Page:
The three best words to describe your own writing are …?
Nimble. Convivial. Sly.

Chris Ewan’s THE GOOD THIEF’S GUIDE TO VEGAS is published by Pocket Books.

Tuesday, May 4, 2010

I Believe In Harvey

Is Michael Harvey Irish enough to qualify as an Irish crime writer? Well, he was born and raised in Boston, graduated from Boston Latin School, is married to Mary Frances and owns a dog called Maggie. He also owns a pub called The Hidden Shamrock. And as if that wasn’t enough, his series protagonist is ‘former Irish cop turned PI, Michael Kelly’. All of which, in our humble opinion, makes Michael Harvey as Irish as a tinkers’ wake. His latest offering is THE THIRD RAIL, about which the blurb elves have been wittering thusly:
This ferocious new novel from the author of THE CHICAGO WAY and THE FIFTH FLOOR finds Michael Harvey at the top of his game in an expertly plotted, impossible to put down thriller set in Chicago’s public transit system. Harvey’s tough talking, Aeschylus-quoting, former Irish cop turned PI, Michael Kelly, is back in another sizzling murder mystery that pits him against a merciless sniper on the loose in Chicago’s public transportation system. After witnessing a shooting on an L platform - and receiving a phone call from the killer himself - Kelly is drawn toward a murderer with an unnerving link to his own past, to a crime he witnessed as a child, and to the consequences it had on his relationship with his father, a subject Kelly would prefer to leave unexamined. But when his girlfriend - the gorgeous Chicago judge Rachel Swenson - is abducted, Kelly has no choice but to find the killer by excavating his own stormy past. Stylish, sophisticated, edge-of-your-seat suspense from a new modern master.
  Impressed? John Grisham is. “A magnificent new voice,” quoth the Grishmeister. “A major new voice,” says Michael Connelly, determined to be outdone. “Gritty and witty … a real winner,” says Kathy Reichs.
  So there you have it. Michael Harvey. THE THIRD RAIL. We’re claiming him for our own …

Monday, May 3, 2010

Nobody Move, This Is A Review: THE RISING by Brian McGilloway, BLOOD MONEY by Arlene Hunt, and THE CITY OF LOST GIRLS by Declan Hughes

You can call them genre conventions or you can call them clichés, but the male protagonists in crime novels tend to have a lot in common. Whether cops, private eyes, crusading journalists or ex-military veterans, they’re generally misanthropic loners with addiction issues - booze is the most popular - and while they rarely have trouble attracting women, they have huge problems holding on to them. They are, as Raymond Chandler dubbed them, the tarnished white knights, who go down those mean streets without becoming themselves mean, and whose sense of justice remains undimmed no matter how many beatings they take on our behalf.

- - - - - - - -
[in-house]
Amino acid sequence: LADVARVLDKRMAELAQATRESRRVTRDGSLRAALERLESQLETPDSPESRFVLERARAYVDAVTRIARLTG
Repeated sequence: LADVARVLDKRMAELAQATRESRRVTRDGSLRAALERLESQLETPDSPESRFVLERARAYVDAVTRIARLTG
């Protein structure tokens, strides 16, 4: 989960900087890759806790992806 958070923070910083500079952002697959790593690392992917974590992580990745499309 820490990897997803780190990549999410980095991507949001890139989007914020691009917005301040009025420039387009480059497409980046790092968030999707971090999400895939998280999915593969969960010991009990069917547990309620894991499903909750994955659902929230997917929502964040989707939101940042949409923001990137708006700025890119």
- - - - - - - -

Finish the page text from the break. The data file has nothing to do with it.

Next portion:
Three recent Irish crime novels have taken those conventions and tossed them out the window. Inspector Benedict Devlin, the main character in Brian McGilloway’s Donegal-set series of police procedurals, is as happily a married man as any married man is likely to be. Devlin has two kids, no addiction issues, and is no more cynical about the human race than any policeman is entitled to be having achieved the rank of Inspector. In all, he’s an unusually clean-cut credit to his family, his country and the Gardai.
  THE RISING is the fourth Devlin novel in the series, and as has been the case in the previous novels, Devlin is the juncture where personal and political collide. Here the political is provided by the eponymous Republican splinter group, which is gathering local support on both sides of the North / South border around Strabane and Lifford for its zero tolerance approach to drug dealing. One of the leading lights of The Rising is an old foe of Devlin’s, Vincent Morrison, who has served his prison term and emerged with his debt paid to society. When Devlin’s 11-year-old daughter Penny develops a crush on Morrison’s son, Devlin finds himself compromised in relation to the investigation he is conducting into the brutal murders of small-time drug dealers.
  Devlin is far removed from the by-all-means-necessary kind of copper to be found in crime fiction, and part of the enjoyment of THE RISING is seeing one of the consequences of the post-Good Friday peace process - that of ex-paramilitaries turning to more prosaic forms of crime - through the eyes of a family man who is as concerned for his daughter’s well-being as he is with conceptual notions of justice and accountability. That said, McGilloway claims no moral high ground for Devlin, who is on occasion moved to use his fists in brutal fashion when his domestic life is infringed upon.